This worked, although other things were harder: I also wanted to write a test that ensures a given form input has focus, but getting this value was almost impossible using PhantomJS since I guess the browser can't make something focused if it has no onscreen representation. Anyone needing this could have a look at CasperJS which offers a simple API for some of these requirements.

6
  • Whre do you define this function? I can't seem to get this working. I defined such a function in a beforeEach block but it doesn't fire anything. – Andresch Serj Apr 1 '14 at 11:44
  • In a separate file, which I then included using require and called like mouse.click(element). – Matt Andrews Apr 5 '14 at 23:35
  • Although bubble is set to true in my tests it seems not to bubble. Have you experienced same issue? – Viktor Molokostov Oct 22 '15 at 11:00
  • @ViktorMolokostov sorry, this question is from two years ago and I haven't tried this code/technique since...! – Matt Andrews Oct 23 '15 at 8:05
  • @MattAndrews, anyway thanks for the answer. Btw, $(el).click() has worked for me. – Viktor Molokostov Oct 23 '15 at 8:26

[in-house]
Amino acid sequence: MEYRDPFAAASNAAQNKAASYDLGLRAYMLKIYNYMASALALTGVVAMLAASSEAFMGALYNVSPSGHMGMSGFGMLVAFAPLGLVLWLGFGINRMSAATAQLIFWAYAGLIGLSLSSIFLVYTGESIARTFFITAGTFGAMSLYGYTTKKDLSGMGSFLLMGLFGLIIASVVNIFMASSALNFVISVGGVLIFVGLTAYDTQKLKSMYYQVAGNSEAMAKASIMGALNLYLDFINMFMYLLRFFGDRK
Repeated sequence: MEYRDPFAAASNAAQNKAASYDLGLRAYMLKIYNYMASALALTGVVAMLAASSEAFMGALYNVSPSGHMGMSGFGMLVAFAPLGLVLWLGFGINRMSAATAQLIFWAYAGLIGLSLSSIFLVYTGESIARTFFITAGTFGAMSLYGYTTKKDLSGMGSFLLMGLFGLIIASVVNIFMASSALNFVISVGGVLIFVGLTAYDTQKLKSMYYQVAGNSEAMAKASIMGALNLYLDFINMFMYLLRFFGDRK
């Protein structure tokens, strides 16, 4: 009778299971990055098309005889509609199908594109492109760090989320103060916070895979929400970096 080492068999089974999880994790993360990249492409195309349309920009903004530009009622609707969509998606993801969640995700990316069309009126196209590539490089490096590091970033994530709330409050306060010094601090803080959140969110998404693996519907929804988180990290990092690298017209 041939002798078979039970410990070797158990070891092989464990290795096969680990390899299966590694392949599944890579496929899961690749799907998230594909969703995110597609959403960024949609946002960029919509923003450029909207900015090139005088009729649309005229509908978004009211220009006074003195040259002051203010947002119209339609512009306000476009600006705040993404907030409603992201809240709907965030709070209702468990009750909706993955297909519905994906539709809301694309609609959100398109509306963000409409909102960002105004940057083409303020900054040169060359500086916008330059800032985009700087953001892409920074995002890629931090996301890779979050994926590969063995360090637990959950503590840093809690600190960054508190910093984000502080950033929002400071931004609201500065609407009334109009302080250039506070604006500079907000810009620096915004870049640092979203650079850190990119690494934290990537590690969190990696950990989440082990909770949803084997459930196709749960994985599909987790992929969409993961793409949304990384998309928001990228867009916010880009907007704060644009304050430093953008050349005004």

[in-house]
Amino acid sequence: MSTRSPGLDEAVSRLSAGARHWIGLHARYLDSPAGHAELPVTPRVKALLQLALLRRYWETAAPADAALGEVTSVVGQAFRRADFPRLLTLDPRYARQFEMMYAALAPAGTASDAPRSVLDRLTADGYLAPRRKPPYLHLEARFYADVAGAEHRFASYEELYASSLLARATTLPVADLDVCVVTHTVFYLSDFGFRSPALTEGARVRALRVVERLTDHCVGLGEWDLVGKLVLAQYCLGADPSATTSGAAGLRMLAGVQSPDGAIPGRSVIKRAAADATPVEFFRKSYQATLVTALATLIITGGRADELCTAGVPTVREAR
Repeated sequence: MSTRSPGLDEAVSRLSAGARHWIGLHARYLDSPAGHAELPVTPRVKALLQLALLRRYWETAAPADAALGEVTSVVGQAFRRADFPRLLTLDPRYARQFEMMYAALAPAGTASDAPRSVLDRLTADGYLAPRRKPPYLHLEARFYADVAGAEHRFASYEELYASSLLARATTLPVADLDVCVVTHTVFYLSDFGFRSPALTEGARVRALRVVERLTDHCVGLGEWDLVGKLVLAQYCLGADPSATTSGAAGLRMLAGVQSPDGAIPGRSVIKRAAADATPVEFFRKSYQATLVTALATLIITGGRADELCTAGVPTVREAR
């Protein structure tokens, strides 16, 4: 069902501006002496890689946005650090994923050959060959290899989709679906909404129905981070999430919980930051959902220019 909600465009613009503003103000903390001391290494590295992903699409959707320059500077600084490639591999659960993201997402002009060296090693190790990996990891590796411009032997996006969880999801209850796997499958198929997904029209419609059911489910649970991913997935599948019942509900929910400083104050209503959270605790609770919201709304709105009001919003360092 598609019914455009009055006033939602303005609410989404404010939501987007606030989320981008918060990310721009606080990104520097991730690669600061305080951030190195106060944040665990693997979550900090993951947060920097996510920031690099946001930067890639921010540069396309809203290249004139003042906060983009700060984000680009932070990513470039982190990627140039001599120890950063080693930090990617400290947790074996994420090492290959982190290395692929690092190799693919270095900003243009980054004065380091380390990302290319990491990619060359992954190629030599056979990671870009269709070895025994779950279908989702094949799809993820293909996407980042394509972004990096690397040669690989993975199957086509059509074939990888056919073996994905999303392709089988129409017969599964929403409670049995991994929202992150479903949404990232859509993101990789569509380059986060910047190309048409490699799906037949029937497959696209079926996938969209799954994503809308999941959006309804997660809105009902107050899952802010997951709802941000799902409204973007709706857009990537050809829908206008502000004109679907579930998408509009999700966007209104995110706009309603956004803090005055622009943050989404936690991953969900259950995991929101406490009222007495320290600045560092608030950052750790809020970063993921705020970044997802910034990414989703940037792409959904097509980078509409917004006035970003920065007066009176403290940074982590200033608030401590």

4

I've had trouble with this also. It seems as though click() doesn't seem to work at all for me with PhantomJS for any element I compile. It always returns undefined.

Though not really as good as an actual click, you could access the directive's function in ng-click to simulate a click through it's isolate scope:

var element = $compile('<a ng-click="myfunc()">Click me</a>')(scope);
var isolateScope = element.isolateScope();
isolateScope.myfunc();
scope.$digest();

/* check that things changed ... */
4

So my solution to this was to actually append the element to the body. Since the root problem is that phantomJs doesn't fire events for elements in memory, it seemed simpler to append each element so that the events work for real.